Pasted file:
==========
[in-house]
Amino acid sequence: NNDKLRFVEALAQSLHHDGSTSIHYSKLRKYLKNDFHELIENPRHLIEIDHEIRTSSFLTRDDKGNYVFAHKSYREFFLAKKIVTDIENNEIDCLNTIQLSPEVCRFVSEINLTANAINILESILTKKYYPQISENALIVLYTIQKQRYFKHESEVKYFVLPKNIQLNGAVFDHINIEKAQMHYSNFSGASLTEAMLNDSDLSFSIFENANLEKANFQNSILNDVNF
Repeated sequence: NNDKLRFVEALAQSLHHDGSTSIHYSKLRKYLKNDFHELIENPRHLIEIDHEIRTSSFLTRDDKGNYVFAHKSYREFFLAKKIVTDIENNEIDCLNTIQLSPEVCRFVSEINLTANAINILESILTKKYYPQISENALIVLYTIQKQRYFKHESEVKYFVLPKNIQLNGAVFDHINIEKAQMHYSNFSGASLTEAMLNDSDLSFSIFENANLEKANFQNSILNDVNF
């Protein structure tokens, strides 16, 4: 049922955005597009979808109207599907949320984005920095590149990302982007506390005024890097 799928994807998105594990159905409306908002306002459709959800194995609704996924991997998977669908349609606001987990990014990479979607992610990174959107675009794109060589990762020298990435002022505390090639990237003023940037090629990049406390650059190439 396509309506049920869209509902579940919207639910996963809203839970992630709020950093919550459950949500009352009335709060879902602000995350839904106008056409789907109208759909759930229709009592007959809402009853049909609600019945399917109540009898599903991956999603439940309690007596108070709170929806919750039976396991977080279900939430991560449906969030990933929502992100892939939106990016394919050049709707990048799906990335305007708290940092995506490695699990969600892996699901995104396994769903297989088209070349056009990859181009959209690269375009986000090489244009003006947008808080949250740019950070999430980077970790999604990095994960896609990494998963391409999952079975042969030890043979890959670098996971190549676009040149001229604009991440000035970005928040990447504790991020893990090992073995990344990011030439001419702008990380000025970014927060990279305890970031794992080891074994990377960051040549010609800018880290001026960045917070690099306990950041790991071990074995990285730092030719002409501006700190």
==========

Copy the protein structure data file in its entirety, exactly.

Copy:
[in-house]
Amino acid sequence: NNDKLRFVEALAQSLHHDGSTSIHYSKLRKYLKNDFHELIENPRHLIEIDHEIRTSSFLTRDDKGNYVFAHKSYREFFLAKKIVTDIENNEIDCLNTIQLSPEVCRFVSEINLTANAINILESILTKKYYPQISENALIVLYTIQKQRYFKHESEVKYFVLPKNIQLNGAVFDHINIEKAQMHYSNFSGASLTEAMLNDSDLSFSIFENANLEKANFQNSILNDVNF
Repeated sequence: NNDKLRFVEALAQSLHHDGSTSIHYSKLRKYLKNDFHELIENPRHLIEIDHEIRTSSFLTRDDKGNYVFAHKSYREFFLAKKIVTDIENNEIDCLNTIQLSPEVCRFVSEINLTANAINILESILTKKYYPQISENALIVLYTIQKQRYFKHESEVKYFVLPKNIQLNGAVFDHINIEKAQMHYSNFSGASLTEAMLNDSDLSFSIFENANLEKANFQNSILNDVNF
């Protein structure tokens, strides 16, 4: 049922955005597009979808109207599907949320984005920095590149990302982007506390005024890097 799928994807998105594990159905409306908002306002459709959800194995609704996924991997998977669908349609606001987990990014990479979607992610990174959107675009794109060589990762020298990435002022505390090639990237003023940037090629990049406390650059190439 396509309506049920869209509902579940919207639910996963809203839970992630709020950093919550459950949500009352009335709060879902602000995350839904106008056409789907109208759909759930229709009592007959809402009853049909609600019945399917109540009898599903991956999603439940309690007596108070709170929806919750039976396991977080279900939430991560449906969030990933929502992100892939939106990016394919050049709707990048799906990335305007708290940092995506490695699990969600892996699901995104396994769903297989088209070349056009990859181009959209690269375009986000090489244009003006947008808080949250740019950070999430980077970790999604990095994960896609990494998963391409999952079975042969030890043979890959670098996971190549676009040149001229604009991440000035970005928040990447504790991020893990090992073995990344990011030439001419702008990380000025970014927060990279305890970031794992080891074994990377960051040549010609800018880290001026960045917070690099306990950041790991071990074995990285730092030719002409501006700190």